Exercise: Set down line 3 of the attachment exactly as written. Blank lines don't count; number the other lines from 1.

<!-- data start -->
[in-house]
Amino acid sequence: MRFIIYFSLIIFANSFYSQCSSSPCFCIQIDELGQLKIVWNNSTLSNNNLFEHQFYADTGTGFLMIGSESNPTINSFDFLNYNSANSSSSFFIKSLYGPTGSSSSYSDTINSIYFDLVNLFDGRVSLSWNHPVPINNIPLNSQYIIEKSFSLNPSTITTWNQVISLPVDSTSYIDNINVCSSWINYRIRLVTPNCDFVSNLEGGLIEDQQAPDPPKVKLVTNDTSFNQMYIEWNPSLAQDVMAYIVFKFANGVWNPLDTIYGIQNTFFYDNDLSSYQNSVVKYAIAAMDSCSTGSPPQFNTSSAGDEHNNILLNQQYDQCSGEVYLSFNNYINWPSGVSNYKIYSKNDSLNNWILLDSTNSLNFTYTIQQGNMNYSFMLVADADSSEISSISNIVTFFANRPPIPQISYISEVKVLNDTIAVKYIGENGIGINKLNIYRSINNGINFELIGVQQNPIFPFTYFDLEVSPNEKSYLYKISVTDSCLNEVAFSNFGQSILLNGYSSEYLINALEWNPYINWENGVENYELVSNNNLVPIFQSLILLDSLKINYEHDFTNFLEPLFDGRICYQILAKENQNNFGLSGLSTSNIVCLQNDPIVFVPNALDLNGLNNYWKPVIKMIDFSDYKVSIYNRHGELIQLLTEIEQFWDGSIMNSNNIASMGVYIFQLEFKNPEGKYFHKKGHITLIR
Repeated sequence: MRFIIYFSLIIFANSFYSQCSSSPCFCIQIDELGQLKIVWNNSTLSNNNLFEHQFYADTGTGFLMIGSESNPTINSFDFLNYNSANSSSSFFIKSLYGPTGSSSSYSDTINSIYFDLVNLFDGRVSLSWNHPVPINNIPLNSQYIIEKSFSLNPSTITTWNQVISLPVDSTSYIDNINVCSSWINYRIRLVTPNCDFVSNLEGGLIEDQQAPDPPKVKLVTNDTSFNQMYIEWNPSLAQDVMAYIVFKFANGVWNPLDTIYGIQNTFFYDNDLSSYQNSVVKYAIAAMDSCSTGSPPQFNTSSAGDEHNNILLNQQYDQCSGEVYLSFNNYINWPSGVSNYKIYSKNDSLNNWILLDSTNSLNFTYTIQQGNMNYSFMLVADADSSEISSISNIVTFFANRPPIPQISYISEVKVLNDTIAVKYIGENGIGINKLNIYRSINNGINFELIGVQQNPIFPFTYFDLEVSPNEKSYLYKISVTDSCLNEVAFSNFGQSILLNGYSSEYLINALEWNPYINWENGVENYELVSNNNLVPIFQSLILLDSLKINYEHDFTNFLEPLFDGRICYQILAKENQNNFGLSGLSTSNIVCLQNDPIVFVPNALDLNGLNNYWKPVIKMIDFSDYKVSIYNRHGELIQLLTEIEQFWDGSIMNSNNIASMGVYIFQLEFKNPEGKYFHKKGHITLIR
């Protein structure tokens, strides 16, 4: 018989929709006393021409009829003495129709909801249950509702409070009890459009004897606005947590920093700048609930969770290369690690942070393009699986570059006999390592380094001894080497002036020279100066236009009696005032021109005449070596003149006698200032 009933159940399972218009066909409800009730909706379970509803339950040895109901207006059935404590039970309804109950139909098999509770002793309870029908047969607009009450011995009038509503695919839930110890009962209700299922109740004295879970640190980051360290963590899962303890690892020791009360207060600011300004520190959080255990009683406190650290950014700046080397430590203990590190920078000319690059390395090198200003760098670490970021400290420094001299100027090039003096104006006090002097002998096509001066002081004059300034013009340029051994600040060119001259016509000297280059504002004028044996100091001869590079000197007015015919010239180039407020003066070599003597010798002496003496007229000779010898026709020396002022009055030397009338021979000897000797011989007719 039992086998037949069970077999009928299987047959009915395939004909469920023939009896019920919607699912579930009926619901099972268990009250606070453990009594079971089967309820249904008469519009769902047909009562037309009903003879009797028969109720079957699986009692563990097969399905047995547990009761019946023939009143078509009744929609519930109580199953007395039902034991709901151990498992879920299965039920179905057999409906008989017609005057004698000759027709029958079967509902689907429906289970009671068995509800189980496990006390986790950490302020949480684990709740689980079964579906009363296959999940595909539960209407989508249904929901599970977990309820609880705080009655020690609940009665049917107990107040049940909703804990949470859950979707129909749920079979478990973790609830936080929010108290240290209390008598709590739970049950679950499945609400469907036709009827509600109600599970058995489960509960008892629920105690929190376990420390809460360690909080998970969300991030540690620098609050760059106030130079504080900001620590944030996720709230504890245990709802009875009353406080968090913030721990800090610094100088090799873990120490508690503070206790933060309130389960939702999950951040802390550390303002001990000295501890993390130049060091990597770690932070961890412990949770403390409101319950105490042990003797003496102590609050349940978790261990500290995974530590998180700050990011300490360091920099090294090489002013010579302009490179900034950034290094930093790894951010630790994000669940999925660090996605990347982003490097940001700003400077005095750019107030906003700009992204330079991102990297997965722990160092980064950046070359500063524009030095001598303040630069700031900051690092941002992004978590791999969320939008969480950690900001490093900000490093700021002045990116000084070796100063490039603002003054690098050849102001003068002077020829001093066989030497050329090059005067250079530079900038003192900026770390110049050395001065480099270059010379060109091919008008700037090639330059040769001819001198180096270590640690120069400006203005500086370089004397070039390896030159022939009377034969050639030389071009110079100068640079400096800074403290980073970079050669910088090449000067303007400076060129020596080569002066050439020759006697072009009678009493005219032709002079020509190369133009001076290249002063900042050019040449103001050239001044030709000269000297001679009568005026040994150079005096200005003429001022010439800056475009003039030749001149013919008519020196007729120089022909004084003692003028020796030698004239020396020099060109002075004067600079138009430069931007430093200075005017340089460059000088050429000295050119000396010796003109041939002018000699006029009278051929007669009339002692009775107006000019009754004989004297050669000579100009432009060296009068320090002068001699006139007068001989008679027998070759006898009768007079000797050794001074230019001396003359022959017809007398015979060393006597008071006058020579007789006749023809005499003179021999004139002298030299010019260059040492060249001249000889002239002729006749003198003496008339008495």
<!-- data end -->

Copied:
Repeated sequence: MRFIIYFSLIIFANSFYSQCSSSPCFCIQIDELGQLKIVWNNSTLSNNNLFEHQFYADTGTGFLMIGSESNPTINSFDFLNYNSANSSSSFFIKSLYGPTGSSSSYSDTINSIYFDLVNLFDGRVSLSWNHPVPINNIPLNSQYIIEKSFSLNPSTITTWNQVISLPVDSTSYIDNINVCSSWINYRIRLVTPNCDFVSNLEGGLIEDQQAPDPPKVKLVTNDTSFNQMYIEWNPSLAQDVMAYIVFKFANGVWNPLDTIYGIQNTFFYDNDLSSYQNSVVKYAIAAMDSCSTGSPPQFNTSSAGDEHNNILLNQQYDQCSGEVYLSFNNYINWPSGVSNYKIYSKNDSLNNWILLDSTNSLNFTYTIQQGNMNYSFMLVADADSSEISSISNIVTFFANRPPIPQISYISEVKVLNDTIAVKYIGENGIGINKLNIYRSINNGINFELIGVQQNPIFPFTYFDLEVSPNEKSYLYKISVTDSCLNEVAFSNFGQSILLNGYSSEYLINALEWNPYINWENGVENYELVSNNNLVPIFQSLILLDSLKINYEHDFTNFLEPLFDGRICYQILAKENQNNFGLSGLSTSNIVCLQNDPIVFVPNALDLNGLNNYWKPVIKMIDFSDYKVSIYNRHGELIQLLTEIEQFWDGSIMNSNNIASMGVYIFQLEFKNPEGKYFHKKGHITLIR